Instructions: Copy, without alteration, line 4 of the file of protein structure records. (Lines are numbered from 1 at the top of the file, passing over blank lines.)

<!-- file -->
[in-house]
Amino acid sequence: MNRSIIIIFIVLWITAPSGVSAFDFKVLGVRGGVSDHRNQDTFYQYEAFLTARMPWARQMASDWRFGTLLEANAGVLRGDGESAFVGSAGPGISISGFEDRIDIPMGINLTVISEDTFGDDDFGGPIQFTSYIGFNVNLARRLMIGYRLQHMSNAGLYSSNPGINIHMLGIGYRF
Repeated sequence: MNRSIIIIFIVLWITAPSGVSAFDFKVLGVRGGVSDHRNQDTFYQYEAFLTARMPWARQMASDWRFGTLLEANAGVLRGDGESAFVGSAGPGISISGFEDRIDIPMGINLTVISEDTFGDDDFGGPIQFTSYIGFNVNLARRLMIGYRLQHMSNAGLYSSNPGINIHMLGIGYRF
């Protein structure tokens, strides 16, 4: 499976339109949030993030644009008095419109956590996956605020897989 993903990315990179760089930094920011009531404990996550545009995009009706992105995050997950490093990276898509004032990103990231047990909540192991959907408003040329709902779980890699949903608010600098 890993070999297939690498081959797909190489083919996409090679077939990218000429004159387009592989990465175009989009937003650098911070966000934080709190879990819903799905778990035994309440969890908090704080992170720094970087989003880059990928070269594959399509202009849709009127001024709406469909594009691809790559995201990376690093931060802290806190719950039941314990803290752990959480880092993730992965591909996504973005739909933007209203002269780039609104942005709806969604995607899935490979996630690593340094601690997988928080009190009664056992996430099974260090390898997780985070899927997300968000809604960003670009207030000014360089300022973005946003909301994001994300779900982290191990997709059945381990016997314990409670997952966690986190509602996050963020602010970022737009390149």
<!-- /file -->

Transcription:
């Protein structure tokens, strides 16, 4: 499976339109949030993030644009008095419109956590996956605020897989 993903990315990179760089930094920011009531404990996550545009995009009706992105995050997950490093990276898509004032990103990231047990909540192991959907408003040329709902779980890699949903608010600098 890993070999297939690498081959797909190489083919996409090679077939990218000429004159387009592989990465175009989009937003650098911070966000934080709190879990819903799905778990035994309440969890908090704080992170720094970087989003880059990928070269594959399509202009849709009127001024709406469909594009691809790559995201990376690093931060802290806190719950039941314990803290752990959480880092993730992965591909996504973005739909933007209203002269780039609104942005709806969604995607899935490979996630690593340094601690997988928080009190009664056992996430099974260090390898997780985070899927997300968000809604960003670009207030000014360089300022973005946003909301994001994300779900982290191990997709059945381990016997314990409670997952966690986190509602996050963020602010970022737009390149």